Namaste! In this article we’ll look at the defining what is a microcontroller of these extremely popular ICs, and then we’ll explore the internal architecture.
If I had to choose one skill that would be the most valuable addition to any engineer’s repertoire, it would undoubtedly be proficiency in microcontroller-based circuit design.
The microcontroller has played a fundamental—I would even say dominant—role in the technological revolution that has shaped modern life. Microcontrollers are small, versatile, inexpensive devices that can be successfully implemented and programmed not only by experienced electrical engineers but also by hobbyists, students, and professionals from other disciplines.
The list of possible microcontroller applications is so long that I hesitate to even give examples. Low-cost wearables, medical equipment, high-end consumer electronics, rugged industrial devices, state-of-the-art military and aerospace systems—these adaptable, affordable, user-friendly components are a welcome addition to just about any electronic product.
In this article, we’ll go over the definition of a microcontroller and consider what purpose it serves in a design.
What Is a Microcontroller?
A microcontroller is an integrated circuit (IC) device used for controlling other portions of an electronic system, usually via a microprocessor unit (MPU), memory, and some peripherals. These devices are optimized for embedded applications that require both processing functionality and agile, responsive interaction with digital, analog, or electromechanical components.
The most common way to refer to this category of integrated circuits is “microcontroller” but the abbreviation “MCU” is used interchangeably as it stands for “microcontroller unit”. You may also occasionally see “µC” (where the Greek letter mu replaces “micro”).
“Microcontroller” is a well-chosen name because it emphasizes defining characteristics of this product category. The prefix “micro” implies smallness and the term “controller” here implies an enhanced ability to perform control functions. As stated above, this functionality is the result of combining a digital processor and digital memory with additional hardware that is specifically designed to help the microcontroller interact with other components.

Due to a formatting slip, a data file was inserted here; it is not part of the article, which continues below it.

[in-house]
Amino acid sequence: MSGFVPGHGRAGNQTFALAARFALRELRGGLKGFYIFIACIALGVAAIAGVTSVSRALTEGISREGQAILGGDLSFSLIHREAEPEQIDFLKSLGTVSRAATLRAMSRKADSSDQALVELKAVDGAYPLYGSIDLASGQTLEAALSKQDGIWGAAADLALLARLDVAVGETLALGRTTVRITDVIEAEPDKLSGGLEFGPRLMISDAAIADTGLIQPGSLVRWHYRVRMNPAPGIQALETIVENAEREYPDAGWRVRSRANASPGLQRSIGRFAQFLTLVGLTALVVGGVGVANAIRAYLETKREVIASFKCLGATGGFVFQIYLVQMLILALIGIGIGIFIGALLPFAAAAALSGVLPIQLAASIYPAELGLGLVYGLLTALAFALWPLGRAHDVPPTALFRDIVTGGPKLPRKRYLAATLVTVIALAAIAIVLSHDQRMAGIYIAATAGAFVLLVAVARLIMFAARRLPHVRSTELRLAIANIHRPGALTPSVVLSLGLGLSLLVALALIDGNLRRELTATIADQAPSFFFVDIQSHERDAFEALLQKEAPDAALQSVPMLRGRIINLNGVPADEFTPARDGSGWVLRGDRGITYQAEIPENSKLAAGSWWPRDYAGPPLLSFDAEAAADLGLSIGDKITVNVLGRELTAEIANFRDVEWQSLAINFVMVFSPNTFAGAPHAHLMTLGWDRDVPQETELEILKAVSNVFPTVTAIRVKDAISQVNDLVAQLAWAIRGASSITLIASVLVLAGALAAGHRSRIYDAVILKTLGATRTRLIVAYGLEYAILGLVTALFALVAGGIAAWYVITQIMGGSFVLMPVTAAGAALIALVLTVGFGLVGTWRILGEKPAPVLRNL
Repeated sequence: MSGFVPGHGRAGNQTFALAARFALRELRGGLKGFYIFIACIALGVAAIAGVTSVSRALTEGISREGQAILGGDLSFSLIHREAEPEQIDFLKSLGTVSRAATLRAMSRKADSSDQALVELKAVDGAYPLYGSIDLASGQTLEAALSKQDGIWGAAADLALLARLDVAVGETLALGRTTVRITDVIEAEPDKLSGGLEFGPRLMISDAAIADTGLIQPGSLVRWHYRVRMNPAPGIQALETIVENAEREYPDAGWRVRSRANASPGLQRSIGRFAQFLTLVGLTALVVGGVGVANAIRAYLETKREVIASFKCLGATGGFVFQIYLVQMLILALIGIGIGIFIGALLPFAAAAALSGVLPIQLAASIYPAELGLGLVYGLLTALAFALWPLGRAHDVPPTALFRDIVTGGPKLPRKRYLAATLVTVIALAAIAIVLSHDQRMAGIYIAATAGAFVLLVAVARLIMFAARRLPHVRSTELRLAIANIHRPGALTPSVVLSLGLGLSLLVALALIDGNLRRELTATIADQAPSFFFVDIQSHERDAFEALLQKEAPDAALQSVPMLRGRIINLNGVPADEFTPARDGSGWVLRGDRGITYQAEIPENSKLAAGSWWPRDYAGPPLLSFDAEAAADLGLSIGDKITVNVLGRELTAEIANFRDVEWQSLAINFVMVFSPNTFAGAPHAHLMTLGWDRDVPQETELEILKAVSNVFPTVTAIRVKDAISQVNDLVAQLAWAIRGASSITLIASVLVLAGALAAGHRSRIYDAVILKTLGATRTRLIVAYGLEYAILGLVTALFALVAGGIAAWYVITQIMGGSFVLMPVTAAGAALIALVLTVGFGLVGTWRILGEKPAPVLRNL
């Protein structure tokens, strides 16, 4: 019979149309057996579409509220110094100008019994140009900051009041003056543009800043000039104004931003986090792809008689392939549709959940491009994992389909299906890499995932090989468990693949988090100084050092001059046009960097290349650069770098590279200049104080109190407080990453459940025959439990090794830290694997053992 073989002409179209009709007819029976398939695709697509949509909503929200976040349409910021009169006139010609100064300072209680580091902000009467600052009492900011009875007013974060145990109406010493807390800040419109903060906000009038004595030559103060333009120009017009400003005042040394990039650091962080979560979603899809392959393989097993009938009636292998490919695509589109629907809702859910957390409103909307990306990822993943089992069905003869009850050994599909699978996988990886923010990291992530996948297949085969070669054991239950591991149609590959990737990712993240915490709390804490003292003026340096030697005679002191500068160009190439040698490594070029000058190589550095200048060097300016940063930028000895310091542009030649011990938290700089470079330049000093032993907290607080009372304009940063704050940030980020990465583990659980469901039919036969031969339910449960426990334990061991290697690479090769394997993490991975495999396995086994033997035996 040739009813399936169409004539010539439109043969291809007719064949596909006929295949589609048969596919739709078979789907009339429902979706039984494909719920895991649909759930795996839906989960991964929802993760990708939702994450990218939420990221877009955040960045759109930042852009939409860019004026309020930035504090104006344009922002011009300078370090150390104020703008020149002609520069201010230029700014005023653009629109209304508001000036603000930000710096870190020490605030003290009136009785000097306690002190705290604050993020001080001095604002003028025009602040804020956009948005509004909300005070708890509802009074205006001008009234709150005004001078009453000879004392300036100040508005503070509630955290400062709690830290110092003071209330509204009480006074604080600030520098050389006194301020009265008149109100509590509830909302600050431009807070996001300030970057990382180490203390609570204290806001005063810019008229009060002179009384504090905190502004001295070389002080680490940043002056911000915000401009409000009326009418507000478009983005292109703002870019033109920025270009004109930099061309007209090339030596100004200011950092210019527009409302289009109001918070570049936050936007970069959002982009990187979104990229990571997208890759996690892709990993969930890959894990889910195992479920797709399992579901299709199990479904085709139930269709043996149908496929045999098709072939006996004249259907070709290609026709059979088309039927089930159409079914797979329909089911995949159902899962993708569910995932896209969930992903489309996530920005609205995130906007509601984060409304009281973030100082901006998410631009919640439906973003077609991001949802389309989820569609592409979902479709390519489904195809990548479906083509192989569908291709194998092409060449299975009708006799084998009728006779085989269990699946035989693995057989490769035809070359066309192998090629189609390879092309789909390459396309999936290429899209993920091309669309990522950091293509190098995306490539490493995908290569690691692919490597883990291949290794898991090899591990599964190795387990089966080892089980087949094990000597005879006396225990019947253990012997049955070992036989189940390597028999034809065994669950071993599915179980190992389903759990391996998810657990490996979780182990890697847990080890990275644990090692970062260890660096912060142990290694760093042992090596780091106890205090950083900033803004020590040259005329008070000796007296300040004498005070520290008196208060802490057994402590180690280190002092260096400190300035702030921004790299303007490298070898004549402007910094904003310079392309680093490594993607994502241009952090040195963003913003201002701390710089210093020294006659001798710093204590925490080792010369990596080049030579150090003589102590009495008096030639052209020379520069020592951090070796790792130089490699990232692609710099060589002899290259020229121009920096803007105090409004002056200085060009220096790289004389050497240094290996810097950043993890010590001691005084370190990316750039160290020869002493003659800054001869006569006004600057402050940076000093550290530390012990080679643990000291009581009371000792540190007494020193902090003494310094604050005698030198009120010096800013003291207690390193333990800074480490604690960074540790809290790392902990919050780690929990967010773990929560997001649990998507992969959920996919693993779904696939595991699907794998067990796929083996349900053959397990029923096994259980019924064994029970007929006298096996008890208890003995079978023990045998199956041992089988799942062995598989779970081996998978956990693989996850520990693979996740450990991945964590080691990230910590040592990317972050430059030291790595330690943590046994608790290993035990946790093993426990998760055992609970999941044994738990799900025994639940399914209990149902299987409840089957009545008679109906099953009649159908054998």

The Elements of a Microcontroller
A microcontroller consists of a central processing unit (CPU), nonvolatile memory, volatile memory, peripherals, and support circuitry.
The Central Processing Unit
The CPU performs arithmetic operations, manages data flow, and generates control signals in accordance with the sequence of instructions created by the programmer. The extremely complex circuitry required for CPU functionality is not visible to the designer. In fact, thanks to integrated development environments and high-level languages such as C, writing code for microcontrollers is often a fairly straightforward task.
Nonvolatile memory is used to store the microcontroller’s program—i.e., the (often very long) list of machine-language instructions that tell the CPU exactly what to do. You will typically see the word “Flash” (which refers to a specific form of nonvolatile data storage) instead of “nonvolatile memory.”
Volatile memory (i.e., RAM) is used for temporary data storage. This data is lost when the microcontroller loses power. Internal registers also provide temporary data storage, but we don’t think of these as a separate functional block because they are integrated into the CPU.
We use the word “peripheral” to describe the hardware modules that help a microcontroller to interact with the external system. The following bullet points identify the various categories of peripherals and provide examples.
- Data converters: analog-to-digital converter, digital-to-analog converter, reference-voltage generator
- Clock generation: internal oscillator, crystal-drive circuitry, phase-locked loop
- Timing: general-purpose timer, real-time clock, external-event counter, pulse-with modulation
- Analog signal processing: operational amplifier, analog comparator
- Input/output: general-purpose digital input and output circuitry, parallel memory interface
- Serial communication: UART, SPI, I2C, USB
So how was the article? was I able to give enough descriptive information? let me know in the comment section.